When it comes to armed violence, neither journalists nor satirists (nor, heaven help us, bloggers for that matter) are “legitimate” targets. Freedom of speech is, inarguably, a fundamentally important cornerstone of the way we do things in the West here in the 21st century – and, within certain justified limits (as exemplified best by the old chestnut of causing a lethal panic by “falsely shouting ‘FIRE!’ in a crowded theater“; or laws against hate-speech or the incitement of racial hatred such as sections 61 and 63 of our very own Human Rights Act 1993 (section 62 covers hate-speech on the basis of sexuality)), that freedom is *absolutely* worth stepping up and defending.
But we can do both things – and, for that matter, express sympathy for the slain and those they’ve left behind – WITHOUT having to buy into the growing media narrative that Charlie Hebdo was just some sort of impishly irreverent and unproblematically equal-opportunity publication that specialized merely in “taking aim at the powerful”. It’s not a black-and-white case of being uncritically “either […] with us, or with the terrorists“; particularly as one of the cornerstone arguments for protecting freedom of speech in the first place is the vital utility of being able to engage in measured, reasoned, and critical discourse in pursuit of truth and social justice.
As I hope this piece has demonstrated, these guys saw absolutely zero problem with turning their mockery and denigration upon the power*less* with as much, if not more vitriol than they reserved for the powerful; and were quite happy to consciously invoke, play up, and therefore perpetuate damaging stereotypes and discriminatory tropes at the expense of the marginalized and the subaltern in so doing. Obviously, this does not justify their deaths nor exculpate their murderers; but it does make the growing lionization of Charlie Hebdo as some sort of temple of free speech and Enlightenment/Western values a slightly unsavory one.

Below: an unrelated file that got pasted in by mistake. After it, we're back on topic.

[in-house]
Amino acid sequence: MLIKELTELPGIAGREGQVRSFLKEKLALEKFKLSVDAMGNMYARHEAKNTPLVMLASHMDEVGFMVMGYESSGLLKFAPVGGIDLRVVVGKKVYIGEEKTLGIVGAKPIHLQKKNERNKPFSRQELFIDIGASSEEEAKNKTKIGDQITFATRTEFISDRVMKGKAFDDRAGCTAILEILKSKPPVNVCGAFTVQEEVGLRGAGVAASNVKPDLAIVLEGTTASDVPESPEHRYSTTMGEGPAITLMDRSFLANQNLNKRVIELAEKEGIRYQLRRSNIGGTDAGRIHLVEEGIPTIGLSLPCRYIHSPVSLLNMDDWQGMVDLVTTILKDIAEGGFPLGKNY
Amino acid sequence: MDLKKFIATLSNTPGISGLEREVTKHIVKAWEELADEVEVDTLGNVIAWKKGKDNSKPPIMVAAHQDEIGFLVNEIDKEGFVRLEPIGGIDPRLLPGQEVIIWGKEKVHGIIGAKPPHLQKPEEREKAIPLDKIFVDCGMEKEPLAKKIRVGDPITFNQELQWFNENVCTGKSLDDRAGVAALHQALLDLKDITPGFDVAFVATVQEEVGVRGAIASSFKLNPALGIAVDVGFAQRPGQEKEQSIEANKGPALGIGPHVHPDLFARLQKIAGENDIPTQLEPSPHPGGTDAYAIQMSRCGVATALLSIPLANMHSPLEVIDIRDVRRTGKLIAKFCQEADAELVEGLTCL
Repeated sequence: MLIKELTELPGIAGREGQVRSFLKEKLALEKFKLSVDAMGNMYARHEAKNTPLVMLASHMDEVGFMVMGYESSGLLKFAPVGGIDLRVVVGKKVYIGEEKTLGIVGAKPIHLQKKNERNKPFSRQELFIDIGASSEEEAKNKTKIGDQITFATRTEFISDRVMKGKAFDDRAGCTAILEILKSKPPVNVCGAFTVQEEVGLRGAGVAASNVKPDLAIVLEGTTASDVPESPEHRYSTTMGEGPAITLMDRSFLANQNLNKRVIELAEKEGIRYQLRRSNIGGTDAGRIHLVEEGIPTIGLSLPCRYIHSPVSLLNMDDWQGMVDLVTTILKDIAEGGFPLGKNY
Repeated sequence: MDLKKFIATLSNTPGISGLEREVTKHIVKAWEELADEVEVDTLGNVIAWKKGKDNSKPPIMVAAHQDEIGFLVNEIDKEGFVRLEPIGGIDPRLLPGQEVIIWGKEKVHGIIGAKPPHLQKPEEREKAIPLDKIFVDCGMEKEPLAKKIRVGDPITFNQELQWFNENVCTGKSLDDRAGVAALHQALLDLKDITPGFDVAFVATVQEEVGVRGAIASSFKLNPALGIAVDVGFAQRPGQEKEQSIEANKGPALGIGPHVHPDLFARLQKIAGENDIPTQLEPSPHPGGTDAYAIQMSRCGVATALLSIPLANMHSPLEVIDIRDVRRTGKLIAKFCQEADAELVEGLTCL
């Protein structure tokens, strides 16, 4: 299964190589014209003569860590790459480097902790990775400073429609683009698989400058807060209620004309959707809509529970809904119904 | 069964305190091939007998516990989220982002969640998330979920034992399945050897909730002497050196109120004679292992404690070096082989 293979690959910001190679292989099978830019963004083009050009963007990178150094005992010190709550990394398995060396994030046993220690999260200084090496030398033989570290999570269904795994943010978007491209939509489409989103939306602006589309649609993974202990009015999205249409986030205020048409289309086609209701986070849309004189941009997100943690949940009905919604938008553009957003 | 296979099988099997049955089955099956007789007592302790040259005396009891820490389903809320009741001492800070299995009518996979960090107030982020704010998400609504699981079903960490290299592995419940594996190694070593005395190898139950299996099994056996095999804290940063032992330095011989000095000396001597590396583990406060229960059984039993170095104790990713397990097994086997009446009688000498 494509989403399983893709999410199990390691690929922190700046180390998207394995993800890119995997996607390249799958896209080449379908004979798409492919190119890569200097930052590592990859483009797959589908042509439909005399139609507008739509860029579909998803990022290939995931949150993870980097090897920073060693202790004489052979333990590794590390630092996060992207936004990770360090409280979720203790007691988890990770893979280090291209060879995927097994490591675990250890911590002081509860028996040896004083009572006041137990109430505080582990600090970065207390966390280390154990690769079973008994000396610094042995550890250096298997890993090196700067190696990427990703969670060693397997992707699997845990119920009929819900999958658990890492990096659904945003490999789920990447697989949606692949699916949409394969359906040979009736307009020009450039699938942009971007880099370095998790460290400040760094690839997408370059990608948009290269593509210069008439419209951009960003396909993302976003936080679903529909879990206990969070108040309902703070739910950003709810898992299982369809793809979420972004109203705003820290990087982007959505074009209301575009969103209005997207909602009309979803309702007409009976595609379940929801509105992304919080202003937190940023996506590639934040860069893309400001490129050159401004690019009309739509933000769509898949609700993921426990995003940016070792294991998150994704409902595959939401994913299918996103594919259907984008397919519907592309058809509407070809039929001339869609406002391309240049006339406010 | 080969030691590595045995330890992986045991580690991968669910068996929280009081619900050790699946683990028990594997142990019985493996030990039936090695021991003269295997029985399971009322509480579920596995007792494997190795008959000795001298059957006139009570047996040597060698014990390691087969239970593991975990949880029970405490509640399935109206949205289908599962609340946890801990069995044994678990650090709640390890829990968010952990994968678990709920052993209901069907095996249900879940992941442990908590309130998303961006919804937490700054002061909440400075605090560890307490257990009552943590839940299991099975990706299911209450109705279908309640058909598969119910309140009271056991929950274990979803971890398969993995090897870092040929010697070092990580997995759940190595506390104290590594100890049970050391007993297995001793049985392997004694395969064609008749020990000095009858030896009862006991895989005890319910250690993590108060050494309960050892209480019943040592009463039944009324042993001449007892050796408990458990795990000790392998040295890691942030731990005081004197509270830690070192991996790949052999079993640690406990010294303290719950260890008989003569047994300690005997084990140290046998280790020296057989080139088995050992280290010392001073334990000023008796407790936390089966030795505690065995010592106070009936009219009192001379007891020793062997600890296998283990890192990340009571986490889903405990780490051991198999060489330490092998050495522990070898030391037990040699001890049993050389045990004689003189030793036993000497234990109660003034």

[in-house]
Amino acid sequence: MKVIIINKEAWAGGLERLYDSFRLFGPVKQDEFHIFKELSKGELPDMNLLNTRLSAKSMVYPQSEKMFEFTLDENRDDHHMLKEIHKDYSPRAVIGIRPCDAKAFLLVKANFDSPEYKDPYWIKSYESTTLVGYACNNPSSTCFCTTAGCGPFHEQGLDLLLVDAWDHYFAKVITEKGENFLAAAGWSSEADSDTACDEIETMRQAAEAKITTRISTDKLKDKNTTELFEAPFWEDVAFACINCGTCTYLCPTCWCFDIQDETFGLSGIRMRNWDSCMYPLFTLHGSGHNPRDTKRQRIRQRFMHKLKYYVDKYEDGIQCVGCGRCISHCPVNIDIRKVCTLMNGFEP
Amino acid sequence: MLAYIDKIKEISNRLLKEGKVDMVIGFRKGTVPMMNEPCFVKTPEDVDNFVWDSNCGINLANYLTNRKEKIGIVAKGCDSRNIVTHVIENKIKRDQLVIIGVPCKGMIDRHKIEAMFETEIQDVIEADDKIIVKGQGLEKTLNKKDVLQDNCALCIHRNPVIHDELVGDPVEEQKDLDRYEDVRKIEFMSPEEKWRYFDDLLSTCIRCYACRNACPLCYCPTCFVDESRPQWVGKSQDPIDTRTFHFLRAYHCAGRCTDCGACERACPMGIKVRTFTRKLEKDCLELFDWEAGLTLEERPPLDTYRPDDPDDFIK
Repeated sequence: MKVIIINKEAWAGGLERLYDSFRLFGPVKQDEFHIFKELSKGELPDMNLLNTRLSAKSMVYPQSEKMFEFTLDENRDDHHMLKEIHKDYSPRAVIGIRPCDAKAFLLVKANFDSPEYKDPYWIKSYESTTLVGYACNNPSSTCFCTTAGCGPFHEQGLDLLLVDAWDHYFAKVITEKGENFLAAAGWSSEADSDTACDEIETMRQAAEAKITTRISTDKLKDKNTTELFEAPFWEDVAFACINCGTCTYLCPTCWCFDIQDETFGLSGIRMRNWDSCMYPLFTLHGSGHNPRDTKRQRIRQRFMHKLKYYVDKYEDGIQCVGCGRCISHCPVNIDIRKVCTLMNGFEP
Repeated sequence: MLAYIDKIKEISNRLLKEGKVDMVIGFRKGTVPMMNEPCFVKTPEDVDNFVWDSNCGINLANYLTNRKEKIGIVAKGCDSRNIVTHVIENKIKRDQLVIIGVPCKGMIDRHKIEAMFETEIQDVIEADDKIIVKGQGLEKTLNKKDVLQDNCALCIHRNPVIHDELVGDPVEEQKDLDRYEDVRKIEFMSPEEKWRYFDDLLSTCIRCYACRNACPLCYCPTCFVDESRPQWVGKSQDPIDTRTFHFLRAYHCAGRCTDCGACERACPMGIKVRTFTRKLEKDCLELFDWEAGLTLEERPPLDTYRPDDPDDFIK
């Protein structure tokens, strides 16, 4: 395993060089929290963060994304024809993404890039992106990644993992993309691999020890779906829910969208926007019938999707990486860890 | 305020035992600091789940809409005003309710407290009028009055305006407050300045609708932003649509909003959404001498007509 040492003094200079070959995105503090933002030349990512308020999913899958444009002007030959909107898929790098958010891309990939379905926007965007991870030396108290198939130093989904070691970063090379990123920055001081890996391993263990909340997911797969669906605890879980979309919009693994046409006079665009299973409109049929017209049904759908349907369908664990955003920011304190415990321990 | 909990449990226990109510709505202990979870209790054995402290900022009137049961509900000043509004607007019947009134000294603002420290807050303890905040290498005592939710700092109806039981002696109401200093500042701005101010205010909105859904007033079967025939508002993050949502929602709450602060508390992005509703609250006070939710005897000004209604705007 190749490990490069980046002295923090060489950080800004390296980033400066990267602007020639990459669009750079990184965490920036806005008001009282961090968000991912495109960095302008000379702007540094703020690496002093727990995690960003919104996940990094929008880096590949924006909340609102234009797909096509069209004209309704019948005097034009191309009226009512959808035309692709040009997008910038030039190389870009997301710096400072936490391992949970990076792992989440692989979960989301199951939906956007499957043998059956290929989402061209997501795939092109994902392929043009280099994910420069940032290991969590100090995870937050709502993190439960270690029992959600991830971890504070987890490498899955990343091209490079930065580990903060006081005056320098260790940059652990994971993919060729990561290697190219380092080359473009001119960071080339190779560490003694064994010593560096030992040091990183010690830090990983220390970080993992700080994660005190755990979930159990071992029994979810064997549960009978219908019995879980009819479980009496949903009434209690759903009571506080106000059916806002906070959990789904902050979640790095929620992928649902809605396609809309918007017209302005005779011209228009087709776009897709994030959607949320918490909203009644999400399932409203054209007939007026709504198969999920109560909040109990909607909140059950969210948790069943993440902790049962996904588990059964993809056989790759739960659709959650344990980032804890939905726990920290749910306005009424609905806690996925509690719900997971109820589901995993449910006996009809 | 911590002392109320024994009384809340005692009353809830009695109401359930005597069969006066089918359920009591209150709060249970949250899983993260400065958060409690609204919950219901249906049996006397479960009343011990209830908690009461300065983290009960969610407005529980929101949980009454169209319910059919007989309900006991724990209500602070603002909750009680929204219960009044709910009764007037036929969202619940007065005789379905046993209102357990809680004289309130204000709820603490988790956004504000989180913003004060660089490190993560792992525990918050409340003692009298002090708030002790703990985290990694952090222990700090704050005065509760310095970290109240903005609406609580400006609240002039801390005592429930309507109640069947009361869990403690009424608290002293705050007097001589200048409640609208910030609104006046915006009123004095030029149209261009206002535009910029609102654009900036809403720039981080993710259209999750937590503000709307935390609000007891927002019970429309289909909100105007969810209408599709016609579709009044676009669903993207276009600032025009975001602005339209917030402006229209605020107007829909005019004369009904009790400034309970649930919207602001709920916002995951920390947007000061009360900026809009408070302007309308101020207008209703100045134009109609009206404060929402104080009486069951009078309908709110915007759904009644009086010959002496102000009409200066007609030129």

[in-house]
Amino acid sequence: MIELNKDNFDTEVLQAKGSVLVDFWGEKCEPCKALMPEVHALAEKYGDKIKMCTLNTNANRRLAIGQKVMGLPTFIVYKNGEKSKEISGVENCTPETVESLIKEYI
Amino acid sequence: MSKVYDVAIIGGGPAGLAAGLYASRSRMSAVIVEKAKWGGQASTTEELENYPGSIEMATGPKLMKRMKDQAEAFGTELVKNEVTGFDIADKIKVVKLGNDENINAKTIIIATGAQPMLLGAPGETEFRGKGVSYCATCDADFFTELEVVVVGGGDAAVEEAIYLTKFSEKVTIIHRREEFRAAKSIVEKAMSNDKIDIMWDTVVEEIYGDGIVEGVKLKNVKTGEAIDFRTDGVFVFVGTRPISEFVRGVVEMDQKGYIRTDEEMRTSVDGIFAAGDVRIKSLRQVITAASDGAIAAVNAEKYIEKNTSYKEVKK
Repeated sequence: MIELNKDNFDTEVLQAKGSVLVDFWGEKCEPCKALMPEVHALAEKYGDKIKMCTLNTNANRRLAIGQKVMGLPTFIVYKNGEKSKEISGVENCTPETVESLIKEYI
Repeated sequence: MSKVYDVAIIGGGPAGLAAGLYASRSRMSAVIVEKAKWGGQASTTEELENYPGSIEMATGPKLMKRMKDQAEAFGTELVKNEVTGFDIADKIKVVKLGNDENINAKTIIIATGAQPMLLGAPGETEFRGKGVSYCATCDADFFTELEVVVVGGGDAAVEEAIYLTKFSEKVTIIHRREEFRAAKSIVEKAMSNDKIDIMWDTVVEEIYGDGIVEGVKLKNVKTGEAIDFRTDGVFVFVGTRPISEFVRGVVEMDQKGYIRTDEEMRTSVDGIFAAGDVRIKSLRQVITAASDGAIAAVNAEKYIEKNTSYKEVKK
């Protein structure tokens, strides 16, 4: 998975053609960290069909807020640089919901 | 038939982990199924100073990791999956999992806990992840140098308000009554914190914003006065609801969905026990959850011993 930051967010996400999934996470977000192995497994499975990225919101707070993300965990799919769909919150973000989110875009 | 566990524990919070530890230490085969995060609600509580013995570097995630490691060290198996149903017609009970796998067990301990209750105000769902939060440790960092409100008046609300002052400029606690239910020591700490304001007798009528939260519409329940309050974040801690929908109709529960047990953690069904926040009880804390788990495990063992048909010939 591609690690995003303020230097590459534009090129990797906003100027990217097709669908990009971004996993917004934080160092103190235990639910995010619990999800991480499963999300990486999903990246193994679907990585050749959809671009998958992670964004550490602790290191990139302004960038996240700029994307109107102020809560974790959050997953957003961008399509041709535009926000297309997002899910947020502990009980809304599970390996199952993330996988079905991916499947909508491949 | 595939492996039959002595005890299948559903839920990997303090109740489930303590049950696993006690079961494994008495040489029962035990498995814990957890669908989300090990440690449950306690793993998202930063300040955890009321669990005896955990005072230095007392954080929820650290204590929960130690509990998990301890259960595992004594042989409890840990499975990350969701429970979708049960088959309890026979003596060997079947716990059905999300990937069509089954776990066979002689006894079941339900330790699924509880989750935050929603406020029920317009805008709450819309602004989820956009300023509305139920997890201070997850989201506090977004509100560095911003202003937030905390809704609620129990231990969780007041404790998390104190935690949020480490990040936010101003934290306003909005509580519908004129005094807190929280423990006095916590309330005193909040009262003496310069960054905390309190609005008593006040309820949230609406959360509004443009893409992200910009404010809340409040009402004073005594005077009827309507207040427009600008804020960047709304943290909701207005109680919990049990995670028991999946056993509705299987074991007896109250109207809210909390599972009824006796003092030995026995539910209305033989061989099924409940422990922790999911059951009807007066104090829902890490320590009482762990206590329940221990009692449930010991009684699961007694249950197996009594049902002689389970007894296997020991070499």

Let us be clear. These guys were no Salman Rushdie in terms of literary or artistic merit; and I can but hope that this piece has helped to explain why I find it both uncomfortable and problematic that so many people that I *know* have strong left-wing, anti-discriminatory, and social-justice values are uncritically running around the internet at present declaring that they are Charlie Hebdo.
By all means, stand up and be counted among the advocates and defenders of freedom of speech. It is, after all, the very same NZBoRA-enshrined right that allows me to even *approach* this issue in public with the assumedly-controversial perspective that I have. (Although truth be told, I am awaiting with interest the likely exegesis in the comments section from some of those self-same free-speech advocates and people apparently called Charlie Hebdo as to why I never should have set finger-to-keyboard on this piece in the first place)
But have a thought and a care for that which you may unwittingly lend legitimacy to by uncritically adopting a hashtag like #JeSuisCharlie – that which you are stating that you *are*; and remember that it’s perfectly possible to advocate in vociferous favour of freedom of speech and against the armed repression of viewpoints you may not necessarily agree with … *without* leaving your disdain for some of the more reprehensible uses of that freedom of speech by the team at Charlie Hebdo at the door. (Which is what the wholesale adoption of the #JeSuisCharlie hashtag by large swathes of the population without any further examination on their part of the nature of the publication being defended arguably encourages)
After all; I’m sure I speak for many of the readers and contributors of this blog when I state that when it comes to defending freedom of speech, there’s a whole *slew*
[My thanks to Hussein Mahmud for his assistance with this piece]